Everything We (Don’t) Know About the New Star Trek Show
So I hear there’s going to be a new Star Trek TV show!
Yep! More or less. Depending on how you define “TV.”
The first episode is going to air on CBS, but after that the show will stream on CBS All Access.
CBS All what?
CBS All Access. It’s CBS’s proprietary streaming service. More on that in a bit.
When is this happening?
CBS says early 2017, but no specific date has been announced.
Is there a trailer yet?
There’s a . . . teaser. For what it’s worth:
Do we know what it’s about?
Okay, what do we know?
We know the first season will have 13 episodes, with one main story that stretches across them, but we don’t have many details on that story. According to the press release from CBS, the show will “introduce new characters seeking imaginative new worlds and new civilizations.” We know none of the main characters will be people we’ve seen before – no Kirk, no Picard – though they’ve hinted that existing characters may pop in from time to time.
I heard it’s taking place in the new movie universe, though.
That rumor has been going around, but so far as I’ve been able to find, none of the people in charge have said anything about that either way.
Okay, so . . . who is in charge?
Bryan Fuller. He wrote for Deep Space Nine and Voyager; you may know him from shows like Hannibal, Pushing Daisies, and Wonderfalls. He’s done some very interesting stuff with a variety of genres and premises, so I think he’s a good choice for making Star Trek feel both fresh and, well, like Star Trek.
Anyone else interesting involved?
Alex Kurtzman (Alias, Fringe, the new Star Trek movies) is an executive producer, and Nicholas Meyer (a writer on Star Trek movies II, IV, and VI) is among the writers. Star Trek creator Gene Roddenberry’s son Rod is a producer as well.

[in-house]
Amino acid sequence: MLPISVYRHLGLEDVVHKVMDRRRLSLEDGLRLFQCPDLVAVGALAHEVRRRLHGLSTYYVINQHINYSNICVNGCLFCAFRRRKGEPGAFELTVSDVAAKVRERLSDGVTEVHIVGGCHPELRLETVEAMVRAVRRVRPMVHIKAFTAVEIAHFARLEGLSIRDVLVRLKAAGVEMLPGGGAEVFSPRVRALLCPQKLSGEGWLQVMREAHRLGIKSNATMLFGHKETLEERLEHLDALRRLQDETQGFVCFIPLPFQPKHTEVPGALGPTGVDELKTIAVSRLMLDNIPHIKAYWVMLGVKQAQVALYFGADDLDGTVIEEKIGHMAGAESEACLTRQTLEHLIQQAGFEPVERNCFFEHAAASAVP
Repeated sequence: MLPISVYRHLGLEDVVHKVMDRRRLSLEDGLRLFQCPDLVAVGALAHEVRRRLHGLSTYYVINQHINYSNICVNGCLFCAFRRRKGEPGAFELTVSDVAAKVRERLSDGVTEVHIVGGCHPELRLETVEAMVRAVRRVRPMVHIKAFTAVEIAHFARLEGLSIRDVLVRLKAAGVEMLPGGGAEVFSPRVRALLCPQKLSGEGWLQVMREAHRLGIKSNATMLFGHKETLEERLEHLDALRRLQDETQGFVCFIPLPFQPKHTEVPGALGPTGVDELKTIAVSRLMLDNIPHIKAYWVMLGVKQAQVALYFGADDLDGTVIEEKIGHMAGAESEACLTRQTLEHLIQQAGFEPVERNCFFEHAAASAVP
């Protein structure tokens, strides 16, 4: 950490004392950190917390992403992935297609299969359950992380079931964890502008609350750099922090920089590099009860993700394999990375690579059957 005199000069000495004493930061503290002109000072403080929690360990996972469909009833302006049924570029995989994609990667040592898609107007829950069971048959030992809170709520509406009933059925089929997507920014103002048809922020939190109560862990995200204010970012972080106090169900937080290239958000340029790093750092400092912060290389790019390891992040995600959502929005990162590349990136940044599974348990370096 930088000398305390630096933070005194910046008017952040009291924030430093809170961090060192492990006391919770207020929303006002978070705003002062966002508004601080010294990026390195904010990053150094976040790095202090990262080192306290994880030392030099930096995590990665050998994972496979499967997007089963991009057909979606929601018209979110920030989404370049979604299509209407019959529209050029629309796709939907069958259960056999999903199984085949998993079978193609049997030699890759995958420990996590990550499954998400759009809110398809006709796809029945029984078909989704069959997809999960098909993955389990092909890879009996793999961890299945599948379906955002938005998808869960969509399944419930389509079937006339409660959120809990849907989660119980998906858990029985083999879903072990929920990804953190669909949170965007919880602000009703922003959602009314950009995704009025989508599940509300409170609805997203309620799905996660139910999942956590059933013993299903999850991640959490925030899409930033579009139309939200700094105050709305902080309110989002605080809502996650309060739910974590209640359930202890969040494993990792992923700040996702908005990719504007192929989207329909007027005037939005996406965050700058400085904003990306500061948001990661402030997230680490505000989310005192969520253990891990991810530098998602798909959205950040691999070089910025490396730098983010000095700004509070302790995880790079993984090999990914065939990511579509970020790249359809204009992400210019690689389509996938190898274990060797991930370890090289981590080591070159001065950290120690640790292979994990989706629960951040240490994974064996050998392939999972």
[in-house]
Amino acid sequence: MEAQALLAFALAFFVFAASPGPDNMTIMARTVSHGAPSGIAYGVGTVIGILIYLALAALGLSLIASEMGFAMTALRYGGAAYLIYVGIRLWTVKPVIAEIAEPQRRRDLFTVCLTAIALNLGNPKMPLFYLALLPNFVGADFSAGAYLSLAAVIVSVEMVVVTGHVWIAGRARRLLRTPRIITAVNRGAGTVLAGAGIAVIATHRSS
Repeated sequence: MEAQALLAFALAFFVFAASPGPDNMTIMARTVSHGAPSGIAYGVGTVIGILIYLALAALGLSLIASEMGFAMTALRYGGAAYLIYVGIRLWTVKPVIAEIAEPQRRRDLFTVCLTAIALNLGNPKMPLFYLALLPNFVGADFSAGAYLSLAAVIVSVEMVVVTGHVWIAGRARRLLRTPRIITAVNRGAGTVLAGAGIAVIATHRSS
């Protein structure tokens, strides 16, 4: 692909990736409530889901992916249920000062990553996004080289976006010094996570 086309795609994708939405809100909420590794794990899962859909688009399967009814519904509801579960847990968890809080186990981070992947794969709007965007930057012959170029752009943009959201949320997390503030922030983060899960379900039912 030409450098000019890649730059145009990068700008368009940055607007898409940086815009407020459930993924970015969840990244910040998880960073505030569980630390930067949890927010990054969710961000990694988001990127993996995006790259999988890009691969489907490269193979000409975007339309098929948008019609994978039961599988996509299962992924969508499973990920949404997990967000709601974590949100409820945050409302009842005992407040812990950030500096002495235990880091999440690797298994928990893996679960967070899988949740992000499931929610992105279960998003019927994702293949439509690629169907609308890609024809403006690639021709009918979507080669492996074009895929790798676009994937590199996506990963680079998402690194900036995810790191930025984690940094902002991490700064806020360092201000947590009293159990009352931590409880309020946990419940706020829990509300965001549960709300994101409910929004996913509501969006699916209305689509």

Hold up. Gene Roddenberry named his son Rod Roddenberry?
I was worried about this as well, but no, thank goodness: He’s Eugene Roddenberry, Jr. Rod is just a nickname.
Whew. Okay, back to CBS All Access. What’s the deal with that?
CBS All Access is a subscription service like Netflix or Hulu, but just for things owned or licensed by CBS. It’s been around for a few years but hasn’t really taken off, so CBS is making some original content that’s exclusive to All Access, in hopes that viewers will sign up to watch the things they can’t see elsewhere and then either decide they like the library of current and older CBS shows available or just forget to cancel. The two big shows they’re working on are (smartly enough) related to popular existing CBS properties – this Star Trek show and a spinoff of The Good Wife.
Those are . . . different.
They are, but I think that might be part of the plan: going for different viewer bases increases their odds that multiple people in a household will want to watch something on CBS All Access, which will make it more likely to earn a place in the household budget.
So paying for CBS’s thing is really going to be the only legal way I can watch this?
It will be the only legal way you can watch it immediately, yeah. If you don’t mind waiting a bit, you may have some more options. For one thing, like many subscription services, CBS All Access currently offers a free trial, so you could wait until the whole season is out, binge the show, and then cancel before your trial is up. And there’s speculation among people who pay attention to the industry that the show will wind up rerunning on CBS proper eventually, and/or possibly even show up on other streaming or on demand platforms. That’s all just speculation, though, and it wouldn’t happen until CBS thinks they’ve gained as many CBS All Access subscribers from this as they’re likely to get.
I need more details before I decide whether this is worth a subscription. When are we going to find out more?
Very soon! There’s a Star Trek event this weekend at Comic-Con, and Bryan Fuller has hinted that we’ll learn more about the new show then.
Until then . . . what are you all hoping for from this new show?
UPDATE: Wondering how you’ll be able to see the new show if you’re not in the U.S. or Canada? Netflix has acquired the rights for 188 other countries, and the episodes will be available within about a day of their U.S. release. (But to reiterate: They will NOT be on U.S. or Canadian Netflix at that time.)